Hidenori Maezawa became a fan of music because his older brother was a huge fan of The Beatles. Although he enjoyed listening to music, he didn't decide to make his own music until he was 20. Maezawa wanted to play in a band, but he wasn't that great at playing instruments, so he began composing instead.
In 1986, while looking for a job in the magazine Being, Maezawa saw an opening at Konami for a gaming composer. His ability to both compose music and program computers was very useful and he was given the job. Maezawa then immediately began working on the audio of Castlevania, although he says he played only a minor role in the total audio.
Because of his technical skill, Maezawa was often in charge of porting the music from arcade versions of a game over to NES sound chip, a daunting task. During these ports, Maezawa sometimes had the ability to flex his creativity by compose new music to fit into new sections. Another benefit of being able to program is that Maezawa was involved in designing Konami's add-on chip for the NES called the VRC VI. Among other things, the chip allowed for improved audio capabilities, effectively doubling the NES's sound quality. The chip made its debut in 1989, but it was only used in a few Konami games only released in Japan, so most of the world didn't get to appreciate it.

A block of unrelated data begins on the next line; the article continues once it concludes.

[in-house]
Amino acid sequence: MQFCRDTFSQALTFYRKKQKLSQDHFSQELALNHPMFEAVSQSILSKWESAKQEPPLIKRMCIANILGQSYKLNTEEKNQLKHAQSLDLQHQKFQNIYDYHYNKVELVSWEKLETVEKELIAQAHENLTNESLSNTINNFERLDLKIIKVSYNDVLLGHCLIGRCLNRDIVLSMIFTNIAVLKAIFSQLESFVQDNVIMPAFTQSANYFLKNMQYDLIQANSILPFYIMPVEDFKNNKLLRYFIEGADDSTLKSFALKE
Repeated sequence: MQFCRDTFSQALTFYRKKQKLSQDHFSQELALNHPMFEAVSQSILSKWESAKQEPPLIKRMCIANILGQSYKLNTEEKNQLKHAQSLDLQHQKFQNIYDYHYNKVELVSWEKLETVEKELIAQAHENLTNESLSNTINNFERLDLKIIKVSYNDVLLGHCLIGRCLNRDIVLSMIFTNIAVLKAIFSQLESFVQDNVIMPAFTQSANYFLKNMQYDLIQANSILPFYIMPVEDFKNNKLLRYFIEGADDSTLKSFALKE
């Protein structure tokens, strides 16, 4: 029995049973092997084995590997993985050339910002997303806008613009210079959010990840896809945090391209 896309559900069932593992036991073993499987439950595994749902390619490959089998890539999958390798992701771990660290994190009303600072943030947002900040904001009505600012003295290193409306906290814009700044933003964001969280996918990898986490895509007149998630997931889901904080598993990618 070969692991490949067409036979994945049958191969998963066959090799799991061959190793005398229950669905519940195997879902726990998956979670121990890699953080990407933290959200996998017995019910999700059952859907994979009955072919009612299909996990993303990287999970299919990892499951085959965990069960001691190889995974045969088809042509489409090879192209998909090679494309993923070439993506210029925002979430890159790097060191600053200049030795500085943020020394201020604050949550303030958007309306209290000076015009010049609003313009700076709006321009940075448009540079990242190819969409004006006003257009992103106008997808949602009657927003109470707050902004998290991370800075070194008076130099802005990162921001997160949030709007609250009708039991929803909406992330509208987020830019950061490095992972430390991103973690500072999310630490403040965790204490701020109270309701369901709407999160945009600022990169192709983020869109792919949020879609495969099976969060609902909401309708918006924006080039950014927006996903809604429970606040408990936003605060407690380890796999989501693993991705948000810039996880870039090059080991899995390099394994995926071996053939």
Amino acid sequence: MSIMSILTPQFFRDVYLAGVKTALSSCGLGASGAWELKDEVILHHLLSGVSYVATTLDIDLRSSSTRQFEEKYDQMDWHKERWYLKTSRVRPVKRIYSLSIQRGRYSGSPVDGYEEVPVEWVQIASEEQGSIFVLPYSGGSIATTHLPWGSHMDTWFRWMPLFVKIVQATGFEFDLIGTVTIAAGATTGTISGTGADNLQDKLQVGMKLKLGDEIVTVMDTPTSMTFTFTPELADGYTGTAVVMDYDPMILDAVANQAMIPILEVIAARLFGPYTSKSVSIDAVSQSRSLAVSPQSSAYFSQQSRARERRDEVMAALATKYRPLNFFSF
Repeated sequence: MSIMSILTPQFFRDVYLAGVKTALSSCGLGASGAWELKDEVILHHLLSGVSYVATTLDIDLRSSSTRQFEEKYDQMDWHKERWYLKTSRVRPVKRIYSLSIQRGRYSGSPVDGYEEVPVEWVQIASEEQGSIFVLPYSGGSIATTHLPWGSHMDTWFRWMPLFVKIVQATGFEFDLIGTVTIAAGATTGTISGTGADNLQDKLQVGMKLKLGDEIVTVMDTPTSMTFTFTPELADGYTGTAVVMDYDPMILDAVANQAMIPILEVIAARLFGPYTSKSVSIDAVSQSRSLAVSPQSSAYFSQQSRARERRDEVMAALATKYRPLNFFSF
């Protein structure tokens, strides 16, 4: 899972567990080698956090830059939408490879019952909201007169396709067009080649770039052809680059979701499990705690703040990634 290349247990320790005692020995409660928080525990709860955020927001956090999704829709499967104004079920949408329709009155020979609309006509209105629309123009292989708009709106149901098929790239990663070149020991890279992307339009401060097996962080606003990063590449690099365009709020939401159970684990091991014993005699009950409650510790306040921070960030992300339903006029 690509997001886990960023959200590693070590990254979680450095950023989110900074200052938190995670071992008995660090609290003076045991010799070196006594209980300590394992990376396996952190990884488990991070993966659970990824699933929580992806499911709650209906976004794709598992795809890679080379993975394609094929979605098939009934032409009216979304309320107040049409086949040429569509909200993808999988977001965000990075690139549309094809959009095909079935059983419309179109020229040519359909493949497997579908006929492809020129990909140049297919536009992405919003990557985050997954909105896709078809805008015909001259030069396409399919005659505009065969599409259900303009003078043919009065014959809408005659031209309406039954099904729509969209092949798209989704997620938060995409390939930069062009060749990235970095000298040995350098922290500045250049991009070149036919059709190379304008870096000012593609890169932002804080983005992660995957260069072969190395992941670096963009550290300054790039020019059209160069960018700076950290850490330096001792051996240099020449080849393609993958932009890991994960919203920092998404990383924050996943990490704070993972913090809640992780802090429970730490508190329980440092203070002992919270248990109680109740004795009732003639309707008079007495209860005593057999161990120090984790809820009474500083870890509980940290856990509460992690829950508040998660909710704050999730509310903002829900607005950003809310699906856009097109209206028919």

Maezawa stayed in Kobe, Japan as a game composer for Konami until 1992 when he moved to Tokyo, Japan to be a music director for Konami's music label as the technology for putting chip tunes on CD was just being made. During that time, Maezawa saw many other fields in the music industry and decided to go out on his own. He started up his own company, Picnic. He uses Picnic to act as a middleman for the gaming industry and the music industry, which he claims is very different. Maezawa now makes music for various medias including game, pachinko machines, movies, and even traditional music. He has a album called Rain Book that he recorded with Japanese folk singer Yoko Yamamoto.
Hidenori usually went by the moniker and pseudonym Michael Maezawa. The etymology of the name is unknown, but was most likely used by him since Konami prohibited staff's real names from being revealed at the time. In Getsufu Maden, his name is written in meaningless kanji as 魔遺慶流 (Ma i ke ru, the Japanese pronunciation of Michael.) This is most likely due to the Chinese theme of the game, so Maezawa decided not to use hiragana/katakana for his name as a result.
Caricature from Jarinko Chie (FC).
- mobygames.com/developer/sheet/view/developerId,100580/ - MobyGames.
- facebook.com/profile.php?id=100007421536747&fref=ts - Facebook.
- youtube.com/watch?v=-Ykbfrf5uXY - Video Interview.
- w.atwiki.jp/gamemusicbest100/pages/2552.html - Atwiki.jp (Japanese).